238 Christian Manliness. long upon the weaknesses, the mistakes, the infirmities, the sins — we sometimes magnify them — while we not infrequently almost entirely overlook the virtues. o man is entirely faulty. Every man is sound and good somewhere. Along some line, in some range of power, in some element of disposition or character, every man has virtue, or the capacity for it. Hunt these nobler qualities up, and fix your attention upon them, if you mean to become imitators of God. We must learn to take men as they are, in this world, especially if we really

mean to help them, and we should always remember that very imperfect men are sometimes very good men, even as David was a man after God's own heart. The many-sidedness of Abraham's character should emphasize anew for us the much-needed lesson of toleration. His strengths and weaknesses, his merits and his faults, should teach us that in the same human character, and at the same time, good and evil may co-exist. His prayer for Sodom shows his compassion for wicked men. They were not even of his religion — they were idolaters. His service to the King of Sodom shows that he could help and rescue an alien, a heretic and an idolater, when in distress. There is nothing in him of the narrow and bitter spirit of intolerance shown by the Jews of a later time. Contrast his noble spirit in praying for Sodom with the desire of the disciples of Jesus to call down fire from heaven on the Samaritan villagers. There is nothing mean or petty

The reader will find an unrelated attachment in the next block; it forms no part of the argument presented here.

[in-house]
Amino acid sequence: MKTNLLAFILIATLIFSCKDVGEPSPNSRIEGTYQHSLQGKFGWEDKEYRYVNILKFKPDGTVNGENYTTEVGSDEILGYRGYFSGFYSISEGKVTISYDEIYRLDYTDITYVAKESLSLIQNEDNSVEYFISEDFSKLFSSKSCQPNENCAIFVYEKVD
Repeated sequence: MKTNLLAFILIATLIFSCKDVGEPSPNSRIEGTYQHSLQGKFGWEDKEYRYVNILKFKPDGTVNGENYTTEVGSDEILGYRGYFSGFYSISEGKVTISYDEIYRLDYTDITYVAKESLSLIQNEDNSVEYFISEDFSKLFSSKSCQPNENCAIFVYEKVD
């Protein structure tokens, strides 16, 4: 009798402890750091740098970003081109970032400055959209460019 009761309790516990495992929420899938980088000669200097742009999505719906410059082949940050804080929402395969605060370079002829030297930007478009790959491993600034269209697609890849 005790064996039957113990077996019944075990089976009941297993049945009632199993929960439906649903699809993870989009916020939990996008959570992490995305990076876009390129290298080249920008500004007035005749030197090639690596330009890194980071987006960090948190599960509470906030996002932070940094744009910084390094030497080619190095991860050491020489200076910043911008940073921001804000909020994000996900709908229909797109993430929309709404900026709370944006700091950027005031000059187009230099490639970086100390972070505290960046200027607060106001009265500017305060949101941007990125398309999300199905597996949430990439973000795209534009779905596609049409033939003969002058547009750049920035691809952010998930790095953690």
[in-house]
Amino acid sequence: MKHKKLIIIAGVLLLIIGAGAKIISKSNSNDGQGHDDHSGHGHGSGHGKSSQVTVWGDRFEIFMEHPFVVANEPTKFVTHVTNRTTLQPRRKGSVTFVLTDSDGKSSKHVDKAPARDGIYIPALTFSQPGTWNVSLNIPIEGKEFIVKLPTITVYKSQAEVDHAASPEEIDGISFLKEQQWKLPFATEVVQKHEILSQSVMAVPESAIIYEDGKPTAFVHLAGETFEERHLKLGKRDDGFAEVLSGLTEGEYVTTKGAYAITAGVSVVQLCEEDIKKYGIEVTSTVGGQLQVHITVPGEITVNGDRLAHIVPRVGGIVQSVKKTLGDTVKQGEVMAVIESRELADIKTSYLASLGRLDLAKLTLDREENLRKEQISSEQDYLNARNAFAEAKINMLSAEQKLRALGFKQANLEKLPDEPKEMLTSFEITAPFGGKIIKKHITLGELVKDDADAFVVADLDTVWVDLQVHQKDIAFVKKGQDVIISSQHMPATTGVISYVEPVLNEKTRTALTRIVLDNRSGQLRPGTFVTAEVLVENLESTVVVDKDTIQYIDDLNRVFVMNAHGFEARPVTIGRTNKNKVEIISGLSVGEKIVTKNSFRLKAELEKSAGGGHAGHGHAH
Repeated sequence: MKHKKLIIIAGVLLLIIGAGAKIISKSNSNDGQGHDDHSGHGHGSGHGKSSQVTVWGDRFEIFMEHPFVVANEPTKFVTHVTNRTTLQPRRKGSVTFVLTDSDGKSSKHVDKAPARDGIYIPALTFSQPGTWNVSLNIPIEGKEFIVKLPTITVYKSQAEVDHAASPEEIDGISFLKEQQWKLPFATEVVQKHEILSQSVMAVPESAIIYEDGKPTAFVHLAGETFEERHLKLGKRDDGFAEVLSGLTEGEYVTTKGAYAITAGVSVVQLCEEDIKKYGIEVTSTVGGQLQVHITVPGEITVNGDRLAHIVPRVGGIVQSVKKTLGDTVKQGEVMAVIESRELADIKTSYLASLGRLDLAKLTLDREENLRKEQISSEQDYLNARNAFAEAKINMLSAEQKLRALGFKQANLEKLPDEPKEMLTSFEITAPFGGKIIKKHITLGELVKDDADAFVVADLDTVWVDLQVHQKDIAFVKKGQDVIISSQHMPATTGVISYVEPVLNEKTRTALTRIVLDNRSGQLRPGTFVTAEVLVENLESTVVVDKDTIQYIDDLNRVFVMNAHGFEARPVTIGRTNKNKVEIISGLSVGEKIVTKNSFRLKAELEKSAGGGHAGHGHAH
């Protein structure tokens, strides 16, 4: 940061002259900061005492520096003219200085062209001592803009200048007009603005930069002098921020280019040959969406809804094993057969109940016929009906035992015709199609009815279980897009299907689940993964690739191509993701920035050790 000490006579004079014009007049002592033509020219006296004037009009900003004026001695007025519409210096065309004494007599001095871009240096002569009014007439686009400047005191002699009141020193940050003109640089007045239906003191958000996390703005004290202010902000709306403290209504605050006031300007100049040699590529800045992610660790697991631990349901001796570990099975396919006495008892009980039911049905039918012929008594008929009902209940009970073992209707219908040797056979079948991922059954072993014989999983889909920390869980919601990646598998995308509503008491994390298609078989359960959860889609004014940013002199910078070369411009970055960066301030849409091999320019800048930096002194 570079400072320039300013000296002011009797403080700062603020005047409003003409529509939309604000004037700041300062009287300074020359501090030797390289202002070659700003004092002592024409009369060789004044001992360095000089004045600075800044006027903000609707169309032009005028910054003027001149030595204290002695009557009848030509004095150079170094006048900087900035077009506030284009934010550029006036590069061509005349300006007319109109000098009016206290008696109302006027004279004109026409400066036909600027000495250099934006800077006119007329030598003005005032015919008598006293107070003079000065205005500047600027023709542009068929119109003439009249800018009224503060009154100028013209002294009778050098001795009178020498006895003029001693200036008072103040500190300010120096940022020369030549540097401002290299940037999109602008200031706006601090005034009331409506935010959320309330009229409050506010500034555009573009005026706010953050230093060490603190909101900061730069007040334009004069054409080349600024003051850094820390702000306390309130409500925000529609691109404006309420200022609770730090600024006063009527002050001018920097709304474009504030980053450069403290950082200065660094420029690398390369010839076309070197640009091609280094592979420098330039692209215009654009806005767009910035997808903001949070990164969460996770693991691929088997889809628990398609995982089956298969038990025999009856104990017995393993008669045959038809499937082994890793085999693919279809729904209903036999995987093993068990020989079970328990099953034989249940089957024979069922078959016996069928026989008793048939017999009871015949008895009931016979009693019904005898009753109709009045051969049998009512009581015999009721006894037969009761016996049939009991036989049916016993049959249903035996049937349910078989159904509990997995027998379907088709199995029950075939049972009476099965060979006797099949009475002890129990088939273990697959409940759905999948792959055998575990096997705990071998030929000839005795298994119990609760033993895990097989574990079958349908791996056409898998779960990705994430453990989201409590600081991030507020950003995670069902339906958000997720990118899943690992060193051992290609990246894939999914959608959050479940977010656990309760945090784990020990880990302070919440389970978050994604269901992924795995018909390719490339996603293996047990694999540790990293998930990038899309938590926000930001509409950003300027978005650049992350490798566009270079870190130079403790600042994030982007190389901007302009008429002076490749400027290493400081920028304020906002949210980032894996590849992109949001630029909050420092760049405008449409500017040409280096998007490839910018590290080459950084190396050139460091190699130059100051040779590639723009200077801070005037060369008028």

The Call of Abraham. 239 or dwarfing, nothing merely Jewish, about him. He seems to belong to the RACE. Such men as Abraham show us how divine and glorious a thing toleration really is, for without mutual forbearance and charity, I am sure, we will never be able to understand God's work in this world at all. A beautiful legend of the Talmud may possibly explain to us how in some vision of the night Abraham first learned the lesson of toleration. When one evening Abraham sat at his tent door, according to his custom, waiting to entertain strangers, he espied an old man, who seemed to be a hundred years of age, stooping and leaning on his staff, weary with age and travel, coming toward him. He received